Insights from the August webinar series: be a linguist for yourself

For the month of August, Career Linguist has been offering a series of webinars, Employing Linguistics, about linguistics and career. Employing Linguistics is also the name of Anna Marie Trester’s new book which will be published in 2021.

Linguists and linguistics students are often asked “What can I/you do with a linguistics degree?” The answer is so often limited to things like speech language pathology and second language instruction – worthy pursuits to be sure, but there are so many more options. The following are some highlights from the second webinar titled “BRIGHTENing Your Career Outlook”. 

BRIGHTEN represents seven worlds of work: Business, Research, Innovation and Impact, Government, Healthcare Communications, Technology, Education, and Nonprofits.  Commonly jobs touch on one, two, three, or four of these, so jobs don’t fit perfectly into these buckets, they’re a starting place, a way to broaden your thinking and to take an outlook of abundance, to remind yourself that there’re lots of things you can do with your training skills, training, and interests in linguistics. Participating in the webinar we had three people with amazing stories to share and who just to embody that: Katie Nelson, who works in language, culture, identity, and education; Anthony Koth, who works in taxonomy at Indeed; and Alex Johnston who teaches at and directs the Masters of Linguistics and Communication at Georgetown University.

One participant asked a question in the chat that so many linguists have encountered:

Non-linguists have quite varied and yet particular ideas about what a linguist is and does. Have you had issues with this creating barriers and communicating with industries employing linguists? Have we? Raise your hands. I mean, that’s yes!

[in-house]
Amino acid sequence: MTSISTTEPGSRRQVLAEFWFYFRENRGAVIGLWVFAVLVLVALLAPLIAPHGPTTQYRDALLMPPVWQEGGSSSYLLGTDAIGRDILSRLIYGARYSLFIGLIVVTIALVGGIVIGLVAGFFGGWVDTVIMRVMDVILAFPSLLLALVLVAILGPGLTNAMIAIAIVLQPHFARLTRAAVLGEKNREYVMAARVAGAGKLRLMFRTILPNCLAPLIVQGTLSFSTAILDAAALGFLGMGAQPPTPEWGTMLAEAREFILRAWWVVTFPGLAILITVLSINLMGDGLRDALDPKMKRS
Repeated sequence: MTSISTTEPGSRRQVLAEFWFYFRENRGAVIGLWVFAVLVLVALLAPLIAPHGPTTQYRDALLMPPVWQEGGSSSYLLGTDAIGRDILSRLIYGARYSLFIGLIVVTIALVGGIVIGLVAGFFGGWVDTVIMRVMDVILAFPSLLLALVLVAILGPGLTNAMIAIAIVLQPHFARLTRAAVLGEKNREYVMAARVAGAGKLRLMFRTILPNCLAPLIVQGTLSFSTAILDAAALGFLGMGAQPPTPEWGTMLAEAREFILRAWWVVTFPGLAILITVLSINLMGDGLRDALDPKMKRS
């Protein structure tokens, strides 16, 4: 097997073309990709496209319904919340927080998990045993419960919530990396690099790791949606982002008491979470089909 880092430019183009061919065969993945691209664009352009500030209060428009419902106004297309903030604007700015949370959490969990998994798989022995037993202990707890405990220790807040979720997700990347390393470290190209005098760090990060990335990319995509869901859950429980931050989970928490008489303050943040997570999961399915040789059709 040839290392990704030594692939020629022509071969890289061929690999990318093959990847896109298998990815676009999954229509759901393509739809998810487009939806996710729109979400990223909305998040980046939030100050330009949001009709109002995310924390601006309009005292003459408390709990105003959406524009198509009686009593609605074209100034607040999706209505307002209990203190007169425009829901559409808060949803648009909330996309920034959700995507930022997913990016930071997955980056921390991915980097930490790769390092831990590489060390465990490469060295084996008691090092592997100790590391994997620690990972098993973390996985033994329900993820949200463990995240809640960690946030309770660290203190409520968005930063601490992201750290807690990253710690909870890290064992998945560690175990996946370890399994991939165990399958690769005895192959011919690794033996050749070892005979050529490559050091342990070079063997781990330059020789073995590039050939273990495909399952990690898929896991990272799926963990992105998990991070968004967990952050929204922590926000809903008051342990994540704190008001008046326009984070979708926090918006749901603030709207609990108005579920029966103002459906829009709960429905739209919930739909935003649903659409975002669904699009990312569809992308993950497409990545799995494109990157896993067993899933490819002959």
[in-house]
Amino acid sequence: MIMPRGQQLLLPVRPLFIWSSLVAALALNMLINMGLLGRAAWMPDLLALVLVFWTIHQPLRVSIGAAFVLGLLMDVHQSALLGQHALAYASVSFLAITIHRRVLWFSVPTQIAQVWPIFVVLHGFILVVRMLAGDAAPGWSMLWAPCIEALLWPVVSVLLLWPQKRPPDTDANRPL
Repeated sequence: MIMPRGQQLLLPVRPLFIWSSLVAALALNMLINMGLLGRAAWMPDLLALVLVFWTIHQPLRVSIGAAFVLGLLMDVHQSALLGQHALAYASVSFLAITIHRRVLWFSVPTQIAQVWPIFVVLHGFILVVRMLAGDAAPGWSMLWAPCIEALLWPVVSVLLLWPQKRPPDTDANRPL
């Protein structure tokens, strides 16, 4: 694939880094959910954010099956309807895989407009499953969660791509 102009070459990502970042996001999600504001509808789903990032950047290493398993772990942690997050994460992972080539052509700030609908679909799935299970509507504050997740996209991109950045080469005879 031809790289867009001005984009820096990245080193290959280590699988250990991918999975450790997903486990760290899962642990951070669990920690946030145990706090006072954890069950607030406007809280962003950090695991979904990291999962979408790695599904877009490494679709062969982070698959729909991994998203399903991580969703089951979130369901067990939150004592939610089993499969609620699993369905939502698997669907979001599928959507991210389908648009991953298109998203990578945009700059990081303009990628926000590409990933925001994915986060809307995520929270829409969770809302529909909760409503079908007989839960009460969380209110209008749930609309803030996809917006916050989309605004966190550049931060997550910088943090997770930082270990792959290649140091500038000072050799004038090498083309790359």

Each of the panelists raised their hands in response to this and Alex provided the following answer drawing on our skills as linguists:

This is the difficulty. Everybody has a different definition of “linguist” and “linguistics.” So we have to find out from our audience, the people that we’re talking to, what’s their assumption and how can we meet that. How can we use words that speak to them? So there are very few times I use the word linguist. For example, if I were in a government agency, and I talked about myself as a linguist, I would be heard as someone who has expertise in a world language other than English. That’s a very, very, very narrow definition of the word. So to the government, federal agencies, and military, a linguist is a person who knows another language other than English. If I go again to a corporate training office or work with corporate clients, I don’t tend to say linguist very often. I tend to say communication and then describe what I mean. So it’s never obfuscating the meaning, it’s just trying to meet your audience where they are, and use words that have meaning to them.

In summary, we can use our abilities as linguists to engage our audiences and explain our skillsets using the vocabulary and language that they themselves use.  This demonstrates that we know how to apply our knowledge to that domain.

For the whole transcript click here.

For the recording, head on over to Career Linguist’s channel on YouTube.

The fourth and final webinar will be “A Story Approach to Career” on Friday August 28th at 2:00PM PDT / 5:00 PM EDT.  Click here to register.

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